Hailed as the future of preventive care, wearable health devices allow doctors to keep closer tabs on the health of patients as they go about their daily routines.
But as health systems consider these medical-grade devices, hoping to lower costs associated with hospital readmissions, they have also raised concerns about potential security risks to patients and to the hospitals connected with them.
Doctors who champion wearables believe the disruptive devices can chip away at the costs of chronic care — which are responsible for 86 percent of the nation’s $2.7 trillion in health care spending — and help keep patients out of hospitals. However, these clinical wearables add a new wrinkle of security risk for health systems nationwide on top of the 112 million patient records missing, stolen, or improperly disclosed in 2015.
“You want to guarantee patient data is protected,” said Jeff Chester, executive director of the Center for Digital Democracy, a nonprofit watchdog group focused on consumer protection and privacy issues. “That’s a goal [that has] not yet been accomplished.”
Wearables that are developed specifically for clinical use, instead of simple activity tracking like Fitbits, fall under the purview of HIPAA, the medical privacy law. And as patients transmit data from outside hospitals — from coffee shops, their homes, or other places with potentially unsecured connections — Jack Malloy, Henry Ford Health System vice president of information technology, believes wearables will remain “among the things that keep us up at night.”
“Any device that connects to our network has to have some authentication method,” Malloy said. “If a hacker got that, there’s a potential to get into our network and insert malware.”
Malloy thinks hospitals must consider wearables in their broader cybersecurity strategies, ensuring the devices are encrypted, connected to a secure VPN network, and entering a hospital data network through a single point of entry. Neil Gomes, chief digital officer at Jefferson Health, says tech staffers should vet wearable vendors before they’re given contracts for clinical use. That process could go so far as to have tech specialists hack those devices to test their vulnerabilities to a cyberattack — or even shift some legal responsibilities to vendors.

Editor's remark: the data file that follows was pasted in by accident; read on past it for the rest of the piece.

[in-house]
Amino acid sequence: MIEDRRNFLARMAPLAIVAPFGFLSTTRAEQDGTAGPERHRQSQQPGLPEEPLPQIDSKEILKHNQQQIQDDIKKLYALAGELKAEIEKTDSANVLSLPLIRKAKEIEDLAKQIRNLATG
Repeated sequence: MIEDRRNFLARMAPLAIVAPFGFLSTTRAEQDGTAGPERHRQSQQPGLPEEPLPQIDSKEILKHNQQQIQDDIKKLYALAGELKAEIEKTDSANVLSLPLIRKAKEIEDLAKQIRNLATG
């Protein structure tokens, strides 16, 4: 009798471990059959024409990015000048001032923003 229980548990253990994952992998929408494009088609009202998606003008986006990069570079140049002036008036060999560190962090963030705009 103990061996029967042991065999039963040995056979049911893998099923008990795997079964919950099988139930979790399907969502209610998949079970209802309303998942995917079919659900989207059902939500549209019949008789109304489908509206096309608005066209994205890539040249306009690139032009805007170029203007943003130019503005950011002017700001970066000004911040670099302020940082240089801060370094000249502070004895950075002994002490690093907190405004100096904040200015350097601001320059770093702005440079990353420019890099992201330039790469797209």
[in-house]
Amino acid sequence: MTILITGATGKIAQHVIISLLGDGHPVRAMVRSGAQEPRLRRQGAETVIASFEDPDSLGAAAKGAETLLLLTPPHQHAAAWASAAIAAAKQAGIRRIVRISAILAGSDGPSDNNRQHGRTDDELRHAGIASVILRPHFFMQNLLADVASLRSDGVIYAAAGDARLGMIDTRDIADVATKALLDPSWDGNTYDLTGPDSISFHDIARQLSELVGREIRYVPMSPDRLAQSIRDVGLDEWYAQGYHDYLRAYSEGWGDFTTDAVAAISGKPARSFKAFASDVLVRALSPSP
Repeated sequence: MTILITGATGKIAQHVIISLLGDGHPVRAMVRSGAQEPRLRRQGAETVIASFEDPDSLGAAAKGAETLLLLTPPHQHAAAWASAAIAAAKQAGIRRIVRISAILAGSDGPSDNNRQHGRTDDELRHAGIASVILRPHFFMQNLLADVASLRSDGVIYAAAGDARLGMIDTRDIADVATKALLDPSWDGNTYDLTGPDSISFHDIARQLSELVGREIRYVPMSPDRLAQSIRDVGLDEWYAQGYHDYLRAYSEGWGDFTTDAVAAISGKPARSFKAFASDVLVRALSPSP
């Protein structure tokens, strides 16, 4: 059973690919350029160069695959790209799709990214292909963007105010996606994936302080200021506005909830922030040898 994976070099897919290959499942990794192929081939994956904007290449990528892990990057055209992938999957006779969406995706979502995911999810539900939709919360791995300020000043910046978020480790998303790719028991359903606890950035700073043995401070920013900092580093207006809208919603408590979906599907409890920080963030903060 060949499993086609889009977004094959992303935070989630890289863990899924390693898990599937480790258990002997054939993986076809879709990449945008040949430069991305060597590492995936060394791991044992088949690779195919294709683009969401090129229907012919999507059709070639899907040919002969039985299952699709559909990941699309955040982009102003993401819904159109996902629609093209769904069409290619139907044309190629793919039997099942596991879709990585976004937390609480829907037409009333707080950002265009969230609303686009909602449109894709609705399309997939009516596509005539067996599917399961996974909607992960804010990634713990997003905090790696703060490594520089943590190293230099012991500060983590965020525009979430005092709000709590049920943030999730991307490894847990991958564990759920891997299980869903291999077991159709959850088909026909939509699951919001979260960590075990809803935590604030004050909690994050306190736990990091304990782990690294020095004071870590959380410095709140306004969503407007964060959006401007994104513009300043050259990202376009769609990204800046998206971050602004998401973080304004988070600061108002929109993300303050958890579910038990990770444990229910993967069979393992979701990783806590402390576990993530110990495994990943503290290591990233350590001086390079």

“The security is often managed by the vendors,” Gomes said. “If you don’t hold them responsible, you won’t know what protections they’ll offer.”
VitalConnect, a company that developed a wearable patch being used at Brigham and Women’s Hospital in Boston, uses a secure device to transmit data. Johanna Beckmen, VitalConnect’s vice president of marketing, says Brigham doctors send patients home wearing the patch on their chest. The device’s embedded biosensor measures heart rate, skin temperature, body posture, and other metrics — and can deliver real-time data through what the company describes on its website as an “open, scalable and highly secure cloud.”
“We’re dealing with health info that’s sensitive,” Beckmen said. “You don’t want it getting into the wrong hands as we put more and more data into the cloud. We have to keep on top of that.”
Dr. Rami Kahwash, a Richard M. Ross Heart Hospital cardiologist who’s testing a vest that monitors patients with heart failure, hasn’t seen any security threats during clinical trials, as data got sent from inside patient homes to a secured website accessible in the hospital.
But Chester, who studies privacy issues concerning wearables, said hospitals are starting to consider incorporating this kind of data into electronic health records. And he thinks that choice could result in “unintended consequences” that potentially compromise patients’ full medical information unless strong privacy safeguards are in place.
Gomes has operated cautiously knowing many patients may not realize the freedom of being untethered from in-hospital monitoring also comes with risks.
He’s adopted a cautious approach at Jefferson Health toward embracing new sensors — even though it may hinder the immediate adoption of wearables. But he says it’s necessary to protect patients.
“[Wearable] data could save lives,” Gomes concedes. “But the privacy of data is important, too. We have to make sure that trust isn’t violated.”
Max Blau can be reached at max.blau at statnews.com. Follow him on Twitter @maxblau.